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--> 2 Nature and Structure of the U.S. Advanced Battery Consortium The three biggest domestic automakers, Chrysler, Ford, and GM, established the USABC in early 1991 to accelerate the development of batteries for EVs. Because EVs could help reduce mobile-source air pollution and allow electric utility companies to use their excess capacity during off-peak hours, EPRI, along with several individual utility companies, agreed to participate in the consortium in mid-1991. EPRI had funded the development of batteries independently for more than 15 years. Responding to a legislative mandate to pursue the benefits of EVs,1 DOE agreed to cooperate with the consortium in late 1991. The relationship between DOE and the three automotive manufacturers is governed by a cooperative agreement that requires DOE to be actively and substantially involved in the management of the consortium (DOE, 1991). The USABC is one of about a dozen partnerships among Chrysler, Ford, and GM, who have joined forces under the U.S. Council for Automotive Research (USCAR) to research and develop precompetitive automotive technologies. The USABC is one of the largest ventures under the USCAR agreement and is the only USCAR consortium that currently receives significant federal funding (Thorpe, 1997). 1 The legislative mandate is contained in the Electric and Hybrid Vehicle Research, Development, and Demonstration Act of 1976. The Energy Policy Act of 1992 (EPACT) reaffirmed this mandate and authorized the secretary of energy to enter into cooperative agreements with industry to develop advanced batteries for EVs.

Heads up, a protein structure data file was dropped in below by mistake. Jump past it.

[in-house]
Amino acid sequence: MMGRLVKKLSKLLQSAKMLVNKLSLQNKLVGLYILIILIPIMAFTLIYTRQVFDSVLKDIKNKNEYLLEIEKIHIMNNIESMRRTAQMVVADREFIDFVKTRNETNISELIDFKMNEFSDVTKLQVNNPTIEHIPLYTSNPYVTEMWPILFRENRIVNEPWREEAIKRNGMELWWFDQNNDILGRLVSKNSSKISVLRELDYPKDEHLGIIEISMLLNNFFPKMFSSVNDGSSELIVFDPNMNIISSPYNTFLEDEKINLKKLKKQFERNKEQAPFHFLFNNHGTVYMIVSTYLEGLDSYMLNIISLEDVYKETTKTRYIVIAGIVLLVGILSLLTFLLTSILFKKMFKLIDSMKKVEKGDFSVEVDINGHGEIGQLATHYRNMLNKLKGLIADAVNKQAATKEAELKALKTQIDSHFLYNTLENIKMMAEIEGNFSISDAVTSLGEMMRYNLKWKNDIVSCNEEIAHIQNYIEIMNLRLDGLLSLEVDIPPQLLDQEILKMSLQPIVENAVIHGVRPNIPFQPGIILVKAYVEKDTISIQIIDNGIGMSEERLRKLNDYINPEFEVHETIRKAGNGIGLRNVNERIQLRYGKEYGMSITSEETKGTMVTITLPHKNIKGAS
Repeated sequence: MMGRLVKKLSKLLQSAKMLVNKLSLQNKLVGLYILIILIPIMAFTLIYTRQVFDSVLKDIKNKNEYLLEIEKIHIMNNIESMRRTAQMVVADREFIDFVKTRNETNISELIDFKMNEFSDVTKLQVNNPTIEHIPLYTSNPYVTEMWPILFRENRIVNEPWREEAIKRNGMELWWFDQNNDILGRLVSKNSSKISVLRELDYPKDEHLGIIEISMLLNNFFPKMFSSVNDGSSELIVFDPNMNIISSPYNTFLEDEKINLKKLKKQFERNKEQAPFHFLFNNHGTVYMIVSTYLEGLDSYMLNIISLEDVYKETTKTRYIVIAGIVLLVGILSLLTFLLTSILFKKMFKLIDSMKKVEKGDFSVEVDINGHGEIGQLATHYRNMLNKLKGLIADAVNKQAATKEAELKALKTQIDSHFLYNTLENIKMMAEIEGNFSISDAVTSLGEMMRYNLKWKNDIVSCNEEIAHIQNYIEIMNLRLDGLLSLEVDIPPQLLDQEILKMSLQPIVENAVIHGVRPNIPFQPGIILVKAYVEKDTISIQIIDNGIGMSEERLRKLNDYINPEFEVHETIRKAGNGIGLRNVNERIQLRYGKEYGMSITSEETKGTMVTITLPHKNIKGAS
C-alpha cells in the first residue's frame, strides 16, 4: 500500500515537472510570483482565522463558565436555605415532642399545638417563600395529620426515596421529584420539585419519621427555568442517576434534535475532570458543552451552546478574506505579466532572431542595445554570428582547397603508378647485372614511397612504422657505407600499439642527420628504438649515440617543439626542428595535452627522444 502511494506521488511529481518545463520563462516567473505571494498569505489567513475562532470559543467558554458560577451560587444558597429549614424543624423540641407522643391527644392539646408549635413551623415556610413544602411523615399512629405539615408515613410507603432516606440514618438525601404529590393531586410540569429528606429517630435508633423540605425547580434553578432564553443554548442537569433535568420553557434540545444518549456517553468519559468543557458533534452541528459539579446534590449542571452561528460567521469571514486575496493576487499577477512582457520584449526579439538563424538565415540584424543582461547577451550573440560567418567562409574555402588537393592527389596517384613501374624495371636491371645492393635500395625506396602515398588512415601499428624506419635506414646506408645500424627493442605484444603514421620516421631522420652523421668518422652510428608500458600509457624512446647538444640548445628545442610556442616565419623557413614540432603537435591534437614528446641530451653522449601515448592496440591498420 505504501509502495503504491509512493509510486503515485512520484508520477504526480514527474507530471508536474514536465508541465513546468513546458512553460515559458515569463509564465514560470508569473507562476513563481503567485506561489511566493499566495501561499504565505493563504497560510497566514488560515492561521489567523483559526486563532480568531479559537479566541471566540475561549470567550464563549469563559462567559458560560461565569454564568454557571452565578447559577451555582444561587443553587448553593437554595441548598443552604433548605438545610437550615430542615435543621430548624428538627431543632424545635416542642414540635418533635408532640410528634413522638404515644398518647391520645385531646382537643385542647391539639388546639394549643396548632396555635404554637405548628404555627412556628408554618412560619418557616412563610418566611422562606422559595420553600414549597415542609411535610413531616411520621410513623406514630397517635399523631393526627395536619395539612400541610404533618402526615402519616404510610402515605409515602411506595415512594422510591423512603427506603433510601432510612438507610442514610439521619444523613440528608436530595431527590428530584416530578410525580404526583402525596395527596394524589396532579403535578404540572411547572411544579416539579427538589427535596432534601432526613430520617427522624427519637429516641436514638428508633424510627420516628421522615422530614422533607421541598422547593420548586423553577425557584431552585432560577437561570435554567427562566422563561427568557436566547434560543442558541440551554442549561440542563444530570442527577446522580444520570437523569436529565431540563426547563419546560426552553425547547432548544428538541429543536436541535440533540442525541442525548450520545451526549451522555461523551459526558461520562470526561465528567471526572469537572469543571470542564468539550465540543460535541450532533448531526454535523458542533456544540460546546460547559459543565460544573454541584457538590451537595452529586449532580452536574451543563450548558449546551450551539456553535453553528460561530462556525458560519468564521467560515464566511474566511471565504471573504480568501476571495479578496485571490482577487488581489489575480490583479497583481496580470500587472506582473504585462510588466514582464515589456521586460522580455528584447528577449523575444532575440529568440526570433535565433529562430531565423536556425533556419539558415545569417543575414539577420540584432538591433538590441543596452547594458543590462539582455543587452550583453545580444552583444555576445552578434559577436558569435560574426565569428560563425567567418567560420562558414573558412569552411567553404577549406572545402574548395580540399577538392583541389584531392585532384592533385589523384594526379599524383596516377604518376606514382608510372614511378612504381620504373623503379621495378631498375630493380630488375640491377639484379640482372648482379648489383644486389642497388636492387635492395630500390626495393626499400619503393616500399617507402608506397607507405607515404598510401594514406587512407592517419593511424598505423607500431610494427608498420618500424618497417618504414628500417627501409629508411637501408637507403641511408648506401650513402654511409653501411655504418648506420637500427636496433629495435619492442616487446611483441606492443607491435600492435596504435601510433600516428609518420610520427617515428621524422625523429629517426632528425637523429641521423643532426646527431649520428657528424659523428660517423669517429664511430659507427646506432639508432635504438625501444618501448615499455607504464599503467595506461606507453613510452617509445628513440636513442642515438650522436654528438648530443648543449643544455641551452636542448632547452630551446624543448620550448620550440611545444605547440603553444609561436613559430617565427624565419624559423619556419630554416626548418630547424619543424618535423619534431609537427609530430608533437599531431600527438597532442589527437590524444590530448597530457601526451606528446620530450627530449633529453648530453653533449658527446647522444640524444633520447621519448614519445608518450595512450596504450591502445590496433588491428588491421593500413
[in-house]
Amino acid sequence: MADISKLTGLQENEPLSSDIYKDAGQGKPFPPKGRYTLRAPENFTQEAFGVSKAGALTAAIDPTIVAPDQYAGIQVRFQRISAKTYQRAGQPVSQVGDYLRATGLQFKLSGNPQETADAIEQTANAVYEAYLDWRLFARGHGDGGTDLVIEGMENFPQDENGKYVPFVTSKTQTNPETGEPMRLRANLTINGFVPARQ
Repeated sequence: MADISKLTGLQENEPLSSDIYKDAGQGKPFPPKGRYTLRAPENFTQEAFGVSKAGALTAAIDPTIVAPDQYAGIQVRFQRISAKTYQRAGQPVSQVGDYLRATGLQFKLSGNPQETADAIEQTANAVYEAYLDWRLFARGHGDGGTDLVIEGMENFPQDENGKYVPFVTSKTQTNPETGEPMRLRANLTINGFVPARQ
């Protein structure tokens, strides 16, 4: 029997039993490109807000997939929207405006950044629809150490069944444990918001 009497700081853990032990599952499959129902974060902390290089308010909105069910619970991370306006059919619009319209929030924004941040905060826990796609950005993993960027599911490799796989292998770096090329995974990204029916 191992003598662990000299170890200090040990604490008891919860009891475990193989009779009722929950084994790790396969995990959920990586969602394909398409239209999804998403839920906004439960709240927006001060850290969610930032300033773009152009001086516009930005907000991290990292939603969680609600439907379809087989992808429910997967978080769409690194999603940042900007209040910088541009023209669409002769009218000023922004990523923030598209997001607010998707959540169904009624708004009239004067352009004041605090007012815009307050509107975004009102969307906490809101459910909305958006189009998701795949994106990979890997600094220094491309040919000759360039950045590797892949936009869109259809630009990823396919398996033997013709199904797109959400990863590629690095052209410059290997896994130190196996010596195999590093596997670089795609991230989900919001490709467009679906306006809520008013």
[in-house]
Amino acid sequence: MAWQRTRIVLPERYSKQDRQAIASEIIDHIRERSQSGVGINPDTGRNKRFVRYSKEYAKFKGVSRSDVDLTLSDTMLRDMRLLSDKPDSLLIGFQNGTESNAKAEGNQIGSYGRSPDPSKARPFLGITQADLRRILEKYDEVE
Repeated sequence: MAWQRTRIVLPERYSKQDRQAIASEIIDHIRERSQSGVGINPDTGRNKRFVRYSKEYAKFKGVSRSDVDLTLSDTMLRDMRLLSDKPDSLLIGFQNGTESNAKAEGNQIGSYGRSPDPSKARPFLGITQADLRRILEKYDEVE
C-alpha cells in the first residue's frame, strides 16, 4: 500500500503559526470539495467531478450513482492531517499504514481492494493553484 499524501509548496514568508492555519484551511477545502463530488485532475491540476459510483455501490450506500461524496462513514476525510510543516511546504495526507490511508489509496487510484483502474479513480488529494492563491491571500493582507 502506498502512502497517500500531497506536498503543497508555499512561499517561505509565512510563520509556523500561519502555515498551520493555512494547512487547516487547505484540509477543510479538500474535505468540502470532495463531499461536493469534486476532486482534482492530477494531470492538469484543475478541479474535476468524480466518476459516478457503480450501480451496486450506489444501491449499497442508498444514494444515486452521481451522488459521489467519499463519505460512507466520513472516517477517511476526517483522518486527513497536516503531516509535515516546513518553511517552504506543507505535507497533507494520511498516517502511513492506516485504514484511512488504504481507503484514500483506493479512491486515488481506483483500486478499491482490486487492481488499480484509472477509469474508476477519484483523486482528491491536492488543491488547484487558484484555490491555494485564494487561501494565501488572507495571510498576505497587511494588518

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--> Funding Total funding for Phase I of USABC was originally planned to be $262 million, 50 percent of which was to be provided by DOE and 50 percent by industry (i.e., the three automotive companies, battery developers, and the utility industry [GAO, 1995]). In fact, the total spent during Phase I was approximately $189 million (Heitner, 1998; Thorpe, 1997). The shortfall was partly attributable to the USABC's decision to terminate some projects early because of their lack of progress toward meeting objectives. In addition, some projects were delayed because of the logistics of setting up the consortium and the time required to establish operating principles and procedures. DOE and industry contributed equally to Phase I funding, as originally planned. Under the cooperative agreement with DOE, the three USABC automotive partners were responsible for the entire nongovernmental half of the budget. (Cost-sharing provisions in the USABC contracts provide for funding from outside the three automotive companies.) The participation agreement between EPRI and the USABC ensures contributions from the utility industry. Battery developers also contributed on a negotiated basis. Representatives of the USABC told the committee that when the Phase I contracts were negotiated, the consortium hoped that between 30 and 50 percent of the costs would be paid by battery developers (Thorpe, 1997). Detailed information on the financial contributions of the automakers and EPRI is proprietary. However, the committee noted that the financial contribution from Chrysler, Ford, and GM, which is leveraged not only by DOE, but also by other industry participants in the USABC, is significantly less than the financial contribution of the federal government. Some of the unspent DOE funding for Phase I is being carried forward to Phase II. The total budget for Phase II is anticipated to be $106 million, which will again be split between government and industry, with DOE providing 45 percent and industry 55 percent. Total DOE funding for R&D on EV batteries for fiscal years (FYs) 1990 through 1998 is shown in Table 2-1. In FYs 1990, 1991, and 1992, when DOE's Office of Energy Efficiency and Renewable Energy was reorganized and the USABC were formed, DOE began to phase out its existing development programs on advanced batteries, which were replaced by the USABC projects. DOE also reduced its long-term high-risk work under the Exploratory Technology Research (ETR) program, which seeks to identify new rechargeable battery systems with higher performance and lower life-cycle cost than those of current systems and to provide critical supporting and materials research for batteries under development by the USABC. The overall goal of the ETR program is to develop electrochemical power sources suitable for use in electric and hybrid vehicles.